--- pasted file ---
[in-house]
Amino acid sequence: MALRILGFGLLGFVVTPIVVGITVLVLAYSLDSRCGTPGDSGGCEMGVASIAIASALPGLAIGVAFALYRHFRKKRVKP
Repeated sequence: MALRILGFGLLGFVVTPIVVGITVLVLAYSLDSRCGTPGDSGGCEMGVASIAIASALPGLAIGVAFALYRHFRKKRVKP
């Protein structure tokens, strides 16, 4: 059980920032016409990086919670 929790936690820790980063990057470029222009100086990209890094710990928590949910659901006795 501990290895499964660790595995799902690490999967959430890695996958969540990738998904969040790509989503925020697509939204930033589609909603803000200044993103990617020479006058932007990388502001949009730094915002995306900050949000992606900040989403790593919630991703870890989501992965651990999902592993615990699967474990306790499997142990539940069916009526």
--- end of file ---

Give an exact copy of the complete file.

[in-house]
Amino acid sequence: MALRILGFGLLGFVVTPIVVGITVLVLAYSLDSRCGTPGDSGGCEMGVASIAIASALPGLAIGVAFALYRHFRKKRVKP
Repeated sequence: MALRILGFGLLGFVVTPIVVGITVLVLAYSLDSRCGTPGDSGGCEMGVASIAIASALPGLAIGVAFALYRHFRKKRVKP
């Protein structure tokens, strides 16, 4: 059980920032016409990086919670 929790936690820790980063990057470029222009100086990209890094710990928590949910659901006795 501990290895499964660790595995799902690490999967959430890695996958969540990738998904969040790509989503925020697509939204930033589609909603803000200044993103990617020479006058932007990388502001949009730094915002995306900050949000992606900040989403790593919630991703870890989501992965651990999902592993615990699967474990306790499997142990539940069916009526």